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Exploratory Advanced Research Program

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Cooperative Adaptive Cruise Control: Merging Behavior

“Cooperative Adaptive Cruise Control (CACC): Investigation of Key Human Factors Issues” is an Exploratory Advanced Research Program project designed to investigate CACC as a way to address congestion and safety issues on today’s highway system. The CACC concept envisions drivers sharing vehicle control with an automated system to control speed and braking and to form vehicle “platoons.” The goal of this project is to address some of the critical human factors issues related to the abilities and limitations of drivers using CACC. As part of their investigation, researchers used the Highway Driving Simulator to examine how drivers merged, either manually or by using CACC automation, into a line of other cars on the highway. To view simulation videos of a participant merging into a gap in traffic with and without CACC, visit: https://www.fhwa.dot.gov/research/tfhrc/labs/humanfactors/video.cfm.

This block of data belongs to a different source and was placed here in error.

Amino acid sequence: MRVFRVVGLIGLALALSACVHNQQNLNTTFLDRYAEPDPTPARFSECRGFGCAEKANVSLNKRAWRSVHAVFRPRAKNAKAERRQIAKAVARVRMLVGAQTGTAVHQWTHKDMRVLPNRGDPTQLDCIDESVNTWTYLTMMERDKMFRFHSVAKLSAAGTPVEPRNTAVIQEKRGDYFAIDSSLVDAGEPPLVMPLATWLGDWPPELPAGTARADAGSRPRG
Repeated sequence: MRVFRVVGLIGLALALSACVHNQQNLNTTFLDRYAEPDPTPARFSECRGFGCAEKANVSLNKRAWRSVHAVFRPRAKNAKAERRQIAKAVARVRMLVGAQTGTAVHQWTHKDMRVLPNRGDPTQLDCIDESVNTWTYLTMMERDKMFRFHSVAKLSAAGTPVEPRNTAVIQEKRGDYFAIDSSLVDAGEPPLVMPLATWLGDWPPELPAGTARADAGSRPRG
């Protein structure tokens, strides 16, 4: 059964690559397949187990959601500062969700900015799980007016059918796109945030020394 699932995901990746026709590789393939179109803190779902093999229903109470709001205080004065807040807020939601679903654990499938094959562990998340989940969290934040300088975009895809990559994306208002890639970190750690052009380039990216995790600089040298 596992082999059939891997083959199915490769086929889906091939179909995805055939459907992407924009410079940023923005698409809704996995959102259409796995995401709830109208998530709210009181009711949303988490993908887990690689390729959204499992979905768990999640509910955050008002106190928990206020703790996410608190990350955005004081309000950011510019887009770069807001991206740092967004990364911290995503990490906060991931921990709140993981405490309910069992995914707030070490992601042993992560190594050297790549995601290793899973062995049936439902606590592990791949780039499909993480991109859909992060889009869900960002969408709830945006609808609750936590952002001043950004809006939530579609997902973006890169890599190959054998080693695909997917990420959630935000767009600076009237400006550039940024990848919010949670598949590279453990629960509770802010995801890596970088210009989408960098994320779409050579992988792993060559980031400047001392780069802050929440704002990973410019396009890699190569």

Exploratory Advanced Research Program


NRC Postdoctoral Fellows Help EAR Program Solve Transportation Issues

The Turner-Fairbank Highway Research Center (TFHRC) conducts research across a wide range of topics and disciplines. To supplement the expertise of the permanent staff, it is important to bring in researchers with the appropriate backgrounds to investigate specific problems at short-term basis. Through the Exploratory Advanced Research (EAR) Program, FHWA utilizes the Resident Associates (or Postdoctoral Fellows) program of the National Research Council (NRC) for this purpose. The NRC provides a process for selecting candidates on a competitive merit basis and subsequently for administration of the Resident Fellows during their tenures at FHWA. [More]

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